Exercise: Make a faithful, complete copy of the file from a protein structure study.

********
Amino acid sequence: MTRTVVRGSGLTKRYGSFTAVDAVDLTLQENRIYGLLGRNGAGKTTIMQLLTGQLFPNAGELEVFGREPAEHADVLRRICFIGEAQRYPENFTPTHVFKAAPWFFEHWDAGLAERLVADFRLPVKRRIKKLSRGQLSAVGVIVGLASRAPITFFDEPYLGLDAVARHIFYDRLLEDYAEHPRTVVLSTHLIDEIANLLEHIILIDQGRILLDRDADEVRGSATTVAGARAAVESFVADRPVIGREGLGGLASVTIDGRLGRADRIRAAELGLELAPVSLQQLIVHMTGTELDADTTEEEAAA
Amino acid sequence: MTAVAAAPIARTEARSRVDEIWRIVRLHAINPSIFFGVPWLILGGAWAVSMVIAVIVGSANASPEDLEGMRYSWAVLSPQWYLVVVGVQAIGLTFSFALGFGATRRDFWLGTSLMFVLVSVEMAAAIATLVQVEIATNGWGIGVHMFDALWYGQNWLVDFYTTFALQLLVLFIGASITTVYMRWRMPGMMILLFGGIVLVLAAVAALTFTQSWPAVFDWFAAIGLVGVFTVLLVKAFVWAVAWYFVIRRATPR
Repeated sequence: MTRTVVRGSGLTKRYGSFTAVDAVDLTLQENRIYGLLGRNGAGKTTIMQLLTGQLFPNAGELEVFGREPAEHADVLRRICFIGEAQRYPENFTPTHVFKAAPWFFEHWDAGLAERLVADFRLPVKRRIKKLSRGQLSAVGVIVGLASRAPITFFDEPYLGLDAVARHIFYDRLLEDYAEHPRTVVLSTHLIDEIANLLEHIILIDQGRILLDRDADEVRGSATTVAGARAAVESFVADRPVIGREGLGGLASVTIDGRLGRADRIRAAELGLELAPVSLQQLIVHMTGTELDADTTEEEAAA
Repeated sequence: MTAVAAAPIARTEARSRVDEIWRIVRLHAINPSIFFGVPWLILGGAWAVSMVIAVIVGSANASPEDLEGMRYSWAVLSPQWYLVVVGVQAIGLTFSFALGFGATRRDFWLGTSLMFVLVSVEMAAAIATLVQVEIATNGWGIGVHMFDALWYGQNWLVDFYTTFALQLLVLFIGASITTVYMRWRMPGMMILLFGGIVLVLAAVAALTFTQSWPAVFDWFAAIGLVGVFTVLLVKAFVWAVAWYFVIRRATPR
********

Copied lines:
Amino acid sequence: MTRTVVRGSGLTKRYGSFTAVDAVDLTLQENRIYGLLGRNGAGKTTIMQLLTGQLFPNAGELEVFGREPAEHADVLRRICFIGEAQRYPENFTPTHVFKAAPWFFEHWDAGLAERLVADFRLPVKRRIKKLSRGQLSAVGVIVGLASRAPITFFDEPYLGLDAVARHIFYDRLLEDYAEHPRTVVLSTHLIDEIANLLEHIILIDQGRILLDRDADEVRGSATTVAGARAAVESFVADRPVIGREGLGGLASVTIDGRLGRADRIRAAELGLELAPVSLQQLIVHMTGTELDADTTEEEAAA
Amino acid sequence: MTAVAAAPIARTEARSRVDEIWRIVRLHAINPSIFFGVPWLILGGAWAVSMVIAVIVGSANASPEDLEGMRYSWAVLSPQWYLVVVGVQAIGLTFSFALGFGATRRDFWLGTSLMFVLVSVEMAAAIATLVQVEIATNGWGIGVHMFDALWYGQNWLVDFYTTFALQLLVLFIGASITTVYMRWRMPGMMILLFGGIVLVLAAVAALTFTQSWPAVFDWFAAIGLVGVFTVLLVKAFVWAVAWYFVIRRATPR
Repeated sequence: MTRTVVRGSGLTKRYGSFTAVDAVDLTLQENRIYGLLGRNGAGKTTIMQLLTGQLFPNAGELEVFGREPAEHADVLRRICFIGEAQRYPENFTPTHVFKAAPWFFEHWDAGLAERLVADFRLPVKRRIKKLSRGQLSAVGVIVGLASRAPITFFDEPYLGLDAVARHIFYDRLLEDYAEHPRTVVLSTHLIDEIANLLEHIILIDQGRILLDRDADEVRGSATTVAGARAAVESFVADRPVIGREGLGGLASVTIDGRLGRADRIRAAELGLELAPVSLQQLIVHMTGTELDADTTEEEAAA
Repeated sequence: MTAVAAAPIARTEARSRVDEIWRIVRLHAINPSIFFGVPWLILGGAWAVSMVIAVIVGSANASPEDLEGMRYSWAVLSPQWYLVVVGVQAIGLTFSFALGFGATRRDFWLGTSLMFVLVSVEMAAAIATLVQVEIATNGWGIGVHMFDALWYGQNWLVDFYTTFALQLLVLFIGASITTVYMRWRMPGMMILLFGGIVLVLAAVAALTFTQSWPAVFDWFAAIGLVGVFTVLLVKAFVWAVAWYFVIRRATPR